Seniors shortchanged by B.C. home and residential care policies

The provincial government created, “a model in which public funding subsidizes the real estate acquisitions of private investors while allowing these operators to erode wages and working conditions through contracting out and contract-flipping.” — CCPA study

Ottawa (06 April 2017) — A recent report by the Canadian Centre for Policy Alternatives (CCPA) shows how seniors in British Columbia are being short-changed by the failure of the B.C. government to adequately fund home care and residential care.

The report, Privatization & Declining Access to BC Seniors’ Care: AN URGENT CALL FOR POLICY CHANGE. shows that since 2001 there have been a 20 per cent drop in the ratio of residential care and assisted living beds to people 75 or over. For home support — help with day-to-day living — the ratio has dropped by 30 per cent. While there has been some improvement in the percentage of seniors 75 and over getting home care, based on the drop in the visits per client, quality has suffered.

Privatization means lower quality residential care

One finding in the report was that provincial government policies that encourage privatization of residential care have harmed the quality of care seniors receive. According to the report, the provincial government created “a model in which public funding subsidizes the real estate acquisitions of private investors, while allowing these operators to erode wages and working conditions through contracting out and contract-flipping.”

The combination of privatization and weakening protection for workers almost always means higher staff turnover and lower staffing levels, both of which affect quality. It also appears to have placed vulnerable seniors at risk of being suddenly left with nowhere to live.

Recently,the CBC reported that a for-profit retirement care operator attempted to evict 20 seniors in subsidized units from an assisted-living facility so they could fill the units with more profitable residents. That would not have happened with a publicly owned or non-profit facility. While the seniors have been allowed to stay in their homes for now, what happens to them after the contract between the facility owner and Vancouver Coast Health expires in less than 2 years remains unclear.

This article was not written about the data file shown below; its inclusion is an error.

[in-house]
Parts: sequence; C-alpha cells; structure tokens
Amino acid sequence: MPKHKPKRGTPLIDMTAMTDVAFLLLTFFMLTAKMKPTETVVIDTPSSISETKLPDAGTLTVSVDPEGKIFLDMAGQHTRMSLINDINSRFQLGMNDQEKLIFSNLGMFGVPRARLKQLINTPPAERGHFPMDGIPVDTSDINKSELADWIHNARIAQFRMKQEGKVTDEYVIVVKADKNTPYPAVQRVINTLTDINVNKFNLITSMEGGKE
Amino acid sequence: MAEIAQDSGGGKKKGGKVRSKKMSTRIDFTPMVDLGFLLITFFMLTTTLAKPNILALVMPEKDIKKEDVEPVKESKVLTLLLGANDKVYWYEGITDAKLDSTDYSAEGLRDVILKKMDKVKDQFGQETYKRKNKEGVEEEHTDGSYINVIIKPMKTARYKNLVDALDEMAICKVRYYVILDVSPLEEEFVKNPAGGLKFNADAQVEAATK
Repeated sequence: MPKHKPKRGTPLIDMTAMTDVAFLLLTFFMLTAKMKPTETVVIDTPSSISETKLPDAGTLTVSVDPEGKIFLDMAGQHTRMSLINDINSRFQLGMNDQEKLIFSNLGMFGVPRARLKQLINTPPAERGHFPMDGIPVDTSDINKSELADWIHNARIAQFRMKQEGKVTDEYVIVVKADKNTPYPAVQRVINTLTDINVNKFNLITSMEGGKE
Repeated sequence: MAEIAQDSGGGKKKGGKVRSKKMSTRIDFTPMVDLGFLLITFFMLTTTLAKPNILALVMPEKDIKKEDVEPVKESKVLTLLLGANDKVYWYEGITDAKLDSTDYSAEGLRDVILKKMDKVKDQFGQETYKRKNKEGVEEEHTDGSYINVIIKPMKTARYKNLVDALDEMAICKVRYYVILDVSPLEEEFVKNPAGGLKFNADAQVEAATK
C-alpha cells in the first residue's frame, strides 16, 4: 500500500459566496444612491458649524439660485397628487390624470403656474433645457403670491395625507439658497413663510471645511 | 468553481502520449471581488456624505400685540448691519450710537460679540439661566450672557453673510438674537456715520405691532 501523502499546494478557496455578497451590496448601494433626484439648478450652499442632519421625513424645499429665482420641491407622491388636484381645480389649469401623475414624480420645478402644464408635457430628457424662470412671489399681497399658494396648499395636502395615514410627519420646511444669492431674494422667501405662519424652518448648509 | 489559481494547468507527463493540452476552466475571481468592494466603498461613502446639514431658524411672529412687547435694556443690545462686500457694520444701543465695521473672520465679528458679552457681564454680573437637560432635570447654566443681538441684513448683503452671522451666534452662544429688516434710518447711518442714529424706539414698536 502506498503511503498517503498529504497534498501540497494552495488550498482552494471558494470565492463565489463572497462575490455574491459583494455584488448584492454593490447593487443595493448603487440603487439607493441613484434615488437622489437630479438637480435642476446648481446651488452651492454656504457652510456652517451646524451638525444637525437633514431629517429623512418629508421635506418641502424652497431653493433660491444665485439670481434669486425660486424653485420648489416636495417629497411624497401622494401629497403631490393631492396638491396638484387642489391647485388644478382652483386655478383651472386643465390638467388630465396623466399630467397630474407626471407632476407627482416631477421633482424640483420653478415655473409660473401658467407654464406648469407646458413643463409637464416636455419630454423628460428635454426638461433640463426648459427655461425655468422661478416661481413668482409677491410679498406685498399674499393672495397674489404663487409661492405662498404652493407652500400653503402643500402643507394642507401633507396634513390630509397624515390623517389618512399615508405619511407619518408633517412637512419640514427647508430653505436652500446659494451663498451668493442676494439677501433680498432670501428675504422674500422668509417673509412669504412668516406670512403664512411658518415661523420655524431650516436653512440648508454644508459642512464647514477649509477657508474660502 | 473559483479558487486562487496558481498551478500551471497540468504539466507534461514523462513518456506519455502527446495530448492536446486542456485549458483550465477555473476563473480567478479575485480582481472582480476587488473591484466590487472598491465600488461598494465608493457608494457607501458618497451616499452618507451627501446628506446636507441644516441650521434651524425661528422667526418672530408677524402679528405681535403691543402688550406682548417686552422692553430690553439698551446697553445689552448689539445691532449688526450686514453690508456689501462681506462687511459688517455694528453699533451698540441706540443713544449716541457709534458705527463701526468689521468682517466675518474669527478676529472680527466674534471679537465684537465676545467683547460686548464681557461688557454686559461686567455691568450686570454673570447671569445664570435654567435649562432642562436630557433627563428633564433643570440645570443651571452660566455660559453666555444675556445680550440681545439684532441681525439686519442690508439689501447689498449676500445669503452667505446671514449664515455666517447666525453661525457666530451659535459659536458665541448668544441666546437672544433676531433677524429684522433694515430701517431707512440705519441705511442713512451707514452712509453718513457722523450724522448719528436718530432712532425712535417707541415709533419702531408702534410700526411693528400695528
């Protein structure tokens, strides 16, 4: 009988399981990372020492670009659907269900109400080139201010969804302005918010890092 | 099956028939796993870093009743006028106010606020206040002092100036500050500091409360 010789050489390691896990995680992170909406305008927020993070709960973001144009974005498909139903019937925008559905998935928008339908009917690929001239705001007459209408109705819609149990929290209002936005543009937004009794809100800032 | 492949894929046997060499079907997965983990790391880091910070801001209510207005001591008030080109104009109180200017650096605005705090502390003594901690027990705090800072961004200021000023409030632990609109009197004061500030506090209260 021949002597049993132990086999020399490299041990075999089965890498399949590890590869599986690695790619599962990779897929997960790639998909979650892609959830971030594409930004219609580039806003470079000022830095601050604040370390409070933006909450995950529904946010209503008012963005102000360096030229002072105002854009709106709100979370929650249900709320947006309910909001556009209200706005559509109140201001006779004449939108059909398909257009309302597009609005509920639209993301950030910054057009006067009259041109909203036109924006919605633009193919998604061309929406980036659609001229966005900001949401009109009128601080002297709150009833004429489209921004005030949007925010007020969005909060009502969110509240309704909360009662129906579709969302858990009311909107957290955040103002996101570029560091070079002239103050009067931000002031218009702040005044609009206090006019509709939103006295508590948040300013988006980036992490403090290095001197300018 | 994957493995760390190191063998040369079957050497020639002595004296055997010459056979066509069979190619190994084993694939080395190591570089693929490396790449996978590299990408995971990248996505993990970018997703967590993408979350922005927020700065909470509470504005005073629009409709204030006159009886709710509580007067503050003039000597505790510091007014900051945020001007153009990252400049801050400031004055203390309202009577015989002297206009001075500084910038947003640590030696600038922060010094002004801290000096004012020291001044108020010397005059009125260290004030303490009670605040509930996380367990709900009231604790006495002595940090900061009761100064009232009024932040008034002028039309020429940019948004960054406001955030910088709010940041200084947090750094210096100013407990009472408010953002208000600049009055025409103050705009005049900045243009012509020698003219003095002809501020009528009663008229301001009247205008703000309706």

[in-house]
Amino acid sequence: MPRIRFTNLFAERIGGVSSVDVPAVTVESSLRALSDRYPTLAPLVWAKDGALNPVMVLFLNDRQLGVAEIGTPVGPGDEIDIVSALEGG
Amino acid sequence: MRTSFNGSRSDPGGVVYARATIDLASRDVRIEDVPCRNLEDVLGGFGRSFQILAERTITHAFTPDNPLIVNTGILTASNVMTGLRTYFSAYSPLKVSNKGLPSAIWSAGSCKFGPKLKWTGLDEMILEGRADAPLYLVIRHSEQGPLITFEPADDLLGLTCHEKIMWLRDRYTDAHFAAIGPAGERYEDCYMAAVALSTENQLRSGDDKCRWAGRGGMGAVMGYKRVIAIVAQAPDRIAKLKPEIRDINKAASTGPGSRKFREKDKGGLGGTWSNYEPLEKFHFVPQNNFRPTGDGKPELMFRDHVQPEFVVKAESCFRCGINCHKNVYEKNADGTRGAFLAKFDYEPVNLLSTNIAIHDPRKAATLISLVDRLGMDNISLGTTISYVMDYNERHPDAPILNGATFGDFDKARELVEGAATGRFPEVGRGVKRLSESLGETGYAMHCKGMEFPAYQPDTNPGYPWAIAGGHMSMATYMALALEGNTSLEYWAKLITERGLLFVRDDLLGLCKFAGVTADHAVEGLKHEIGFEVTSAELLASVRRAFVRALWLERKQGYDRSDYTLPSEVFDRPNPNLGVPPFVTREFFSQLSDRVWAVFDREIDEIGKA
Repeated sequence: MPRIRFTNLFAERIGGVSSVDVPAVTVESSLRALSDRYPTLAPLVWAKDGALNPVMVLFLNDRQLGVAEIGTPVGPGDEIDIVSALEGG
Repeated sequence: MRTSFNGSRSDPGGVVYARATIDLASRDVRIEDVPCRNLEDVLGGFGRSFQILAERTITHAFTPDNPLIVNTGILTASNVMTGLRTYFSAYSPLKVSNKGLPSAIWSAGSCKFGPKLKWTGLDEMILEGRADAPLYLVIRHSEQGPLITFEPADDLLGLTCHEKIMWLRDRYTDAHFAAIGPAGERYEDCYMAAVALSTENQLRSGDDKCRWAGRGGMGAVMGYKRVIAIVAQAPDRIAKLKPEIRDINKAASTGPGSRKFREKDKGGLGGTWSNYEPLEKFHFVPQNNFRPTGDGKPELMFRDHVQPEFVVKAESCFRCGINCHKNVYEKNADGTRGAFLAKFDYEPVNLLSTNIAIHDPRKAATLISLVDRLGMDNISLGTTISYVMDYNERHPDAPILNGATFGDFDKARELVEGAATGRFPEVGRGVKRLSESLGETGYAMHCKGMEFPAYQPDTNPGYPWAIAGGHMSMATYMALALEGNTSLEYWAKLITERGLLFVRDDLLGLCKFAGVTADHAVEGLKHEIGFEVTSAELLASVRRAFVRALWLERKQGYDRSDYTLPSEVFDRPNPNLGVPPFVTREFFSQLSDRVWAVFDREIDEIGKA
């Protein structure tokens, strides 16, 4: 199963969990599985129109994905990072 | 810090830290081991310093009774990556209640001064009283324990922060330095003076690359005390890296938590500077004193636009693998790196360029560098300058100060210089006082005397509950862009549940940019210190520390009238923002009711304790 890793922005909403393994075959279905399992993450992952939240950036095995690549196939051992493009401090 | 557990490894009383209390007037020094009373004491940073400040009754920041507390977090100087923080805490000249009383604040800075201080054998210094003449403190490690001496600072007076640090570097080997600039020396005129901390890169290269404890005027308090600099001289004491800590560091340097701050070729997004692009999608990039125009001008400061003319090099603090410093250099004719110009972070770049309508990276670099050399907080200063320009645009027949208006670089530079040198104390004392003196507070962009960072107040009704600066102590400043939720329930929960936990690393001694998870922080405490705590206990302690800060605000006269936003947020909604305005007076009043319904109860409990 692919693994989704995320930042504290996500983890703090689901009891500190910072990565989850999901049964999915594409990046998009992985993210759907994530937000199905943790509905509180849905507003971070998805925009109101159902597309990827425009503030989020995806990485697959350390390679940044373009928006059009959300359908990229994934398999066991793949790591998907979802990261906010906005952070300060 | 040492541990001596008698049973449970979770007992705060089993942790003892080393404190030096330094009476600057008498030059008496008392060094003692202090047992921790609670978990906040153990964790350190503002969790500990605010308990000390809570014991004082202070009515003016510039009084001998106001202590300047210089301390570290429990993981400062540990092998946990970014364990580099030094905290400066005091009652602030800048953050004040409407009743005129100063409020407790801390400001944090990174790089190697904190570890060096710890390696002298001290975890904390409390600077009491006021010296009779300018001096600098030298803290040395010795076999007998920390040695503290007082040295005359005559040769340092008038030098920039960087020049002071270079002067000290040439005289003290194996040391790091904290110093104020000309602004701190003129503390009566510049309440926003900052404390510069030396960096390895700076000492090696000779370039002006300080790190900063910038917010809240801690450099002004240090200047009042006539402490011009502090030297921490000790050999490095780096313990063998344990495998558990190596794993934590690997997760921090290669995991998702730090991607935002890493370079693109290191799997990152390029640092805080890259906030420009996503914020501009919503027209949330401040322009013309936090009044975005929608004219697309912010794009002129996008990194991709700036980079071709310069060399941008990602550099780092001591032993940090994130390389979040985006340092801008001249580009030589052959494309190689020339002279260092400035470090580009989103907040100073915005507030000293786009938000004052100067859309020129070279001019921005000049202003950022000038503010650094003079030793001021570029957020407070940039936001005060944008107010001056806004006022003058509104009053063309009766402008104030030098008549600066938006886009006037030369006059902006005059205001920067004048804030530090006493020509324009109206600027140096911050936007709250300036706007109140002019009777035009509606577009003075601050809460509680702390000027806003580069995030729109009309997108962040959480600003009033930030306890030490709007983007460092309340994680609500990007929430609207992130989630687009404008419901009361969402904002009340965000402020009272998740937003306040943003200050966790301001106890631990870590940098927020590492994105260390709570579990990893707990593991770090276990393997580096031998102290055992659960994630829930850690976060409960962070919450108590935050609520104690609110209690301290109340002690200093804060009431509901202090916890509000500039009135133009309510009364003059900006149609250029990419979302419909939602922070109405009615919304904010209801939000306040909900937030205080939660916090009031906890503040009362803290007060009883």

Key services eliminated in home support

The reduction in the number of medical appointments relative to the number of seniors over 75 is just one of the ways the level of care for seniors trying to live independently has been reduced.

Seniors used to be able to get help with tasks like meal preparation, laundry and light housekeeping. For many seniors that kind of help is essential for them to continue to live in their own homes. But that didn’t stop the provincial government from making drastic cuts.

Recent funding announcement suspiciously close to provincial election

For 15 years the B.C. Liberal government has been content with the steady erosion in the quality of care seniors receive. But just over a month before a provincial election, the government announced $125 million per year in funding for 4 years. The funding is still not enough to offset 15 years of decline. And people are more than a little cynical about government U-turns on the eve of an election that looks like it will be close.

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The National Union of Public and General Employees (NUPGE) is one of Canada's largest labour organizations with over 370,000 members. Our mission is to improve the lives of working families and to build a stronger Canada by ensuring our common wealth is used for the common good. ~ NUPGE